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Karnataka to expand organic farming

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Organic farming is likely to expand rapidly in Karnataka as the state government has come up with an organic farming policy backed by various departments.
 
G K Vasanth Kumar, director, Karnataka horticulture department, said that 100 hectare land has been identified in each district for transition to organic farming in the next three years.
 
of the Center for Public Policy at Indian Institute of Mangement, Bangalore said Karnataka's policy on organic farming seeks to increase rural employment opportunities, facilitate farmers' self-help groups, reduce pollution, protect human and animal health, and help mitigate drought conditions.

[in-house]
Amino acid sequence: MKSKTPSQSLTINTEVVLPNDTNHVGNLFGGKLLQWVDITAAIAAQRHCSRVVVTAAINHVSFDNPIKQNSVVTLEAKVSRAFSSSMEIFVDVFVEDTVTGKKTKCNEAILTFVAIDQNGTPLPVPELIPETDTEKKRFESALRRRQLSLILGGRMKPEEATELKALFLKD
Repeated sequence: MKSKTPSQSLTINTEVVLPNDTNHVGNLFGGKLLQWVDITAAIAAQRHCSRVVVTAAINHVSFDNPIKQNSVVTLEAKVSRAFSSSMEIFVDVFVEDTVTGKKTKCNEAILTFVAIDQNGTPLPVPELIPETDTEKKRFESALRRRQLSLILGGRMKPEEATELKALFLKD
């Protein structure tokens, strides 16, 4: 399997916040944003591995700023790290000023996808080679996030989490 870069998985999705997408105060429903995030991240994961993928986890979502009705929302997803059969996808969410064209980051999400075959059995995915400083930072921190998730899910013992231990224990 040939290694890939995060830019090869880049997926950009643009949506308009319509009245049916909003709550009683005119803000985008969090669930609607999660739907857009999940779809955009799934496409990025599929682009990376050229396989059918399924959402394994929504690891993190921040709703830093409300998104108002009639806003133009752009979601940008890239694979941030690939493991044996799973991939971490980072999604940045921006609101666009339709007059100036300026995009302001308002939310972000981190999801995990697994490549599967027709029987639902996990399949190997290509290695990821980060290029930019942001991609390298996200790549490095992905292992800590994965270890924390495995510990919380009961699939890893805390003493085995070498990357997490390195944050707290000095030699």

The total area certified for organic farming is less than 1000 acre in the state but it is growing at the rate of 10 per cent every year.
 
According to Sreekanth Tangali, an expert on organic farming in North Karnataka, currently only one per cent of the net cultivated area in the state is under organic farming. Around 25 per cent of farmers are organic cultivators by default and lack adequate resources for chemical inputs.
 
At present, organic farming is popular in the medicinal and aromatic crops particularly coleus. A very small area of plantation crops like coffee, cardamom and pepper in the western ghats is also under organic farming.
 
In totality, organic farming is still an unorganised sector but once major crop segments like cotton, rice, chilli and millet shift to organic farming, the state's fortunes may change, Tangail added.
 
Farm experts say coffee, pepper, cardomon, horticultural crops like pomegranate, grapes, medicinal and aromartic plants (MAP) grown under organic farming conditions have good export potential.
 
The flavours of these plants get better in organic farming, thus enabling farmers to earn better yields. Even if a farmer gets normal yields and profits from organic farming, he will be happy because marketing and cash realisation may be better with organic buyers. Normally 15-20 per cent additional realisation is possible, said Tangali.